We saw a few carrozas later in the afternoon, all assembled at the church yard. We were told that the images owned by families depicting the passion story were borne in the Holy Wednesday procession.

Subli folk dancers strewing flower petals around the cross.

The mass before the Good Friday procession featured the veneration of the cross through a folk dance: Subli. This is a tradition in Batangas. In this instance, high school students performed the dance which included strewing flowere petals around the cross.

The Good Friday procession in Balayan is called 'pagbuburol', hence, the central figure is the Santo Entierro (Dead Christ). Only the Marias were in attendance--Magdalena,Veronica, Betania, Jacobe and the Mater Dolorosa--plus St. Peter and St. John the Evangelist.  The procession was long with throngs of people lighting the way with candles. 

The pasyon chanters provided the music for the procession. One group were all seated in a trailer provided with a sound sytem, microphones and loud speaker. In most towns, there would be brass bands. In our town, each carroza owner provided canned music (pasyon, hymns, etc).

The Santo Entierro of Balayan.

In our hometown, the Santo Entierro is honored with rituals: it is fetched from the house of the caretakers/family owners after the afternoon siete palabras, brought to the church for veneration, and later becomes the highlight of a procession of some 50 carrozas.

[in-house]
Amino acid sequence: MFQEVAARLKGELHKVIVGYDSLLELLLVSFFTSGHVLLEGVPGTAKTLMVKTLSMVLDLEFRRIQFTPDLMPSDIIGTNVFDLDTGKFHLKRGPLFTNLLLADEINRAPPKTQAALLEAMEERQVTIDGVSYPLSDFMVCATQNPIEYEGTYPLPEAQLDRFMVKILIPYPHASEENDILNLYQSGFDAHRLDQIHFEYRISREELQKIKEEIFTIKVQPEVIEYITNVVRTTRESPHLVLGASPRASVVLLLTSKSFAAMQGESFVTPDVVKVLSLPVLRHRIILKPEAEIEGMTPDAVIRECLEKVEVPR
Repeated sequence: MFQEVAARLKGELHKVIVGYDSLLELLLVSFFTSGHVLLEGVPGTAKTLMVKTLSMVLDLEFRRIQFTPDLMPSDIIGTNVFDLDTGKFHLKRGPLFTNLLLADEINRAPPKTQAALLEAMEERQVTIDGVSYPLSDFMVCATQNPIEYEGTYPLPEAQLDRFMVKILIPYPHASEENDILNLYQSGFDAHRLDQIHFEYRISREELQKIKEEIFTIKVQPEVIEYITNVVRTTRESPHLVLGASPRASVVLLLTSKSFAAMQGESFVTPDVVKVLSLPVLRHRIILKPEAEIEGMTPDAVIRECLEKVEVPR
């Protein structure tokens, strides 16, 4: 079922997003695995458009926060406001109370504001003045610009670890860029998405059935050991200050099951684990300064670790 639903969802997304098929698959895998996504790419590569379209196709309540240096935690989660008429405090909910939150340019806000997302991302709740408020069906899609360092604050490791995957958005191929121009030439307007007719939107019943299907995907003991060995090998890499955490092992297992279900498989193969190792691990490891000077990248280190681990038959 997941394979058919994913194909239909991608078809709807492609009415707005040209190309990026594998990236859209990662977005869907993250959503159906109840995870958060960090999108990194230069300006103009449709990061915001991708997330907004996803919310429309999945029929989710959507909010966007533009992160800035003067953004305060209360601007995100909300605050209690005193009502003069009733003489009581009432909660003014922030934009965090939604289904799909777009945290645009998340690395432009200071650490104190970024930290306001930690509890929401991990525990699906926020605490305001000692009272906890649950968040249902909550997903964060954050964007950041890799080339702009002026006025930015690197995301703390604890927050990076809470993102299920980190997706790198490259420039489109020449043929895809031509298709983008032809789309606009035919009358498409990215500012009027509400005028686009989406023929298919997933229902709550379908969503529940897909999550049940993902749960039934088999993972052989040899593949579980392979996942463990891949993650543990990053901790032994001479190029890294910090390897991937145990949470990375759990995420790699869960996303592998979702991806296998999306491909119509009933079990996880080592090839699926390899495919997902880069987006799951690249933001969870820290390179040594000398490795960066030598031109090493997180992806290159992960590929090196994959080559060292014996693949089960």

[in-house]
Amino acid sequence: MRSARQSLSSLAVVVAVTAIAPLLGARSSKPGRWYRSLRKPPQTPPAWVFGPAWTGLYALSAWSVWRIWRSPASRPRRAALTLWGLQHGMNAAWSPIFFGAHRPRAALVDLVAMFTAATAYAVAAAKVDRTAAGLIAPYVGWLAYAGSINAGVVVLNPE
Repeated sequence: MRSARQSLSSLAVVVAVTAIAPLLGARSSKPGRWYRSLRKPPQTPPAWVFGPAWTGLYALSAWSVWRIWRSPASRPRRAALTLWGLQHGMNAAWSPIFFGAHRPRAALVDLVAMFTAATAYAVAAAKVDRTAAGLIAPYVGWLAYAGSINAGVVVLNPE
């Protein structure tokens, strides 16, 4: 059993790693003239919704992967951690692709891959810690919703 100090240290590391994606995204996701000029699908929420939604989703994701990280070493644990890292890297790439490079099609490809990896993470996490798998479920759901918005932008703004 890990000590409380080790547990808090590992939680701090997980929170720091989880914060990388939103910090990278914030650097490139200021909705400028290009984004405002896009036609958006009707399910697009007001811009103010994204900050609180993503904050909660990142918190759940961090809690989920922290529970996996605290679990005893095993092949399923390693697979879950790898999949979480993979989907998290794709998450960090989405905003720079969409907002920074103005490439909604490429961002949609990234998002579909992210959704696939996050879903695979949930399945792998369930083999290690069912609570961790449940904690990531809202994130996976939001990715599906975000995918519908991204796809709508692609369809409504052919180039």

When we were young, my mother and other women in the neighborhood would attend the ‘funeral’ of the Dead Christ by 10 o’clock in the evening. He was borne in procession from the church to the house of the caretaker, usually a descendant of the original owners of a century ago.

Pabasa chanters provided the musical accompaniment of the Balayan procession.

They have a similar final 'pagbuburol' in Balayan. The folks there say that this is a continuation of the earlier procession.

There is another image that Balayanese venerate, that of a fallen Christ, prone on the ground on his knees. We were able to take a glimpse of it when the procession passed by its shrine. We thought it looked like the typical fallen figure without the cross on his shoulder.

The Black Saturday religious rites, according to our hosts, are long tests of faith and endurance: the fire and candle and holy water ritual, the baptism mass, and all these culminating in the midnight Easter Service with the salubong of the grieving Mary and the Risen Christ.


As the Balayan midnight service was happening, we were getting into our hometown to witness the traditional early Sunday morning salubong rites: an angel inside a giant flower hoisted above the carrozas of Mary and her resurrected Son, and she would lift the black veil as she sings to Mary the good news of the resurrection.